Lawn & Garden Wildlife

Solved! What Does Raccoon Poop Look Like?

Unwelcome guests are never fun, especially if they leave traces on your property. If you’re asking yourself, “What does raccoon poop look like?” follow the tips below to determine what you’re dealing with.
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What Does Raccoon Poop Look Like

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Q: I recently spotted feces in my yard that doesn’t look like it came from a dog or cat. I suspect that it’s raccoon feces, but what does raccoon poop look like?

A: Although similar in size and shape, raccoon poop can appear different in its contents than the droppings of household pets. What does raccoon poop look like? Well, it’s often dark, long, and tubular, similar to a dog or cat poop. However, raccoon droppings can also contain visible evidence of their diet and invisible pathogens that are dangerous to pets and humans. Determining whether you have raccoons visiting your property or just a stray neighborhood cat can make all the difference in deciding what precautions to take when determining how to stop raccoons from pooping in your yard.

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Raccoon feces is 2 to 3 inches long, and it’s dark and tubular in shape. 

When looking at raccoon poop images or directly at scat in your yard, raccoon poop may not look much different than the droppings of a small or medium-size dog. Their feces are usually about half an inch to an inch in diameter and tubular in shape, typically with a break in the middle. The feces are dark in color. The exterior of raccoon poop might look brittle, almost similar in texture to tree bark.

While you may not mind having a friendly outdoor cat visit your property, it’s unlikely that the poop you’re finding outdoors comes from a cat. Unlike dogs and raccoons, outdoor cats will bury their poop as a way to avoid unwanted attention from potential predators.

While an individual piece of raccoon poop is probably nothing to worry about, a pile of it can be cause for concern, according to Thomas Ward, training specialist and biologist at Critter Control. “Raccoons exhibit a behavior called ‘using a latrine,’” he explains. “They pick a spot that is the designated ‘bathroom,’ so you might start to notice a lot of droppings piling up in one area.” As raccoons are social animals and tend to stick together for security, these latrines will usually be quite large, especially if the raccoons have been in the area for a while. A raccoon latrine signals extensive raccoon presence and likely will require intervention if they’re encroaching on your property. An unpleasant odor will also accompany a raccoon latrine—even more reason why you’d want it off your property as soon as possible.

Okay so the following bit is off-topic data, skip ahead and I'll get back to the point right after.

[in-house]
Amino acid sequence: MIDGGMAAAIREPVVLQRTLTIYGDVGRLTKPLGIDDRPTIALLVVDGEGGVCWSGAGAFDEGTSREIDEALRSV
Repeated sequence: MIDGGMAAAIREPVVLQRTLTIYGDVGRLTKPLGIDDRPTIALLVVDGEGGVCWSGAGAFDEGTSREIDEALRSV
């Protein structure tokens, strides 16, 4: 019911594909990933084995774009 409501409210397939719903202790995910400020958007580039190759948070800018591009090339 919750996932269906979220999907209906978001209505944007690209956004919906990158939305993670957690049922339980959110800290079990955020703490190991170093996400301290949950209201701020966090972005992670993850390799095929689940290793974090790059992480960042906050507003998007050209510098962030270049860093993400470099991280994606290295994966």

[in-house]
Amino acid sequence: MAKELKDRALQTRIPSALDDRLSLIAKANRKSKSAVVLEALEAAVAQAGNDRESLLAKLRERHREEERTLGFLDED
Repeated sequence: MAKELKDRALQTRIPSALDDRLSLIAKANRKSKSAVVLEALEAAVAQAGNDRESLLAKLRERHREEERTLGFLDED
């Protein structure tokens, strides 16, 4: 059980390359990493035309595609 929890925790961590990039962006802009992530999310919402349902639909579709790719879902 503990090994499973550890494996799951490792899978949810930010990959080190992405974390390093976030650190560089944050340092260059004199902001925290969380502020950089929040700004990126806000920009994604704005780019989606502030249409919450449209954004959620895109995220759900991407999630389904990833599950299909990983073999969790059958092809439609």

Raccoon latrines can appear in a variety of places. “I’ve seen droppings show up on roofs, and also in pools,” says Ward.

What Does Raccoon Poop Look Like
Photo: Thomas Ward III, Training Specialist & Biologist at Critter Control

Unlike dog poop, raccoon poop will contain bits of undigested food. 

A noticeable difference between raccoon poop and dog poop is the evidence of undigested food. Whole berries or seeds are usually visible in raccoon feces, where other animals’ feces appear homogenous. This undigested food can contribute to raccoon scat’s pungent odor—it’s much stronger and more unpleasant than other animal droppings.

The only other animal droppings that may contain visible traces of food are from bears. However, as expected, bear scat piles are much larger in size and looser in form.

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Raccoon feces can carry disease-causing pathogens that can be harmful to humans and other animals. 

Raccoons aren’t just nuisance pests that eat your garbage—they can be a serious health concern. Raccoons can carry various bacteria, viruses, and parasites. Many of these agents are zoonotic, meaning they can be transferred from animals to humans. Diseases include rabies, leptospirosis, and toxoplasmosis. And like raccoons themselves, their feces can carry infectious disease-causing pathogens.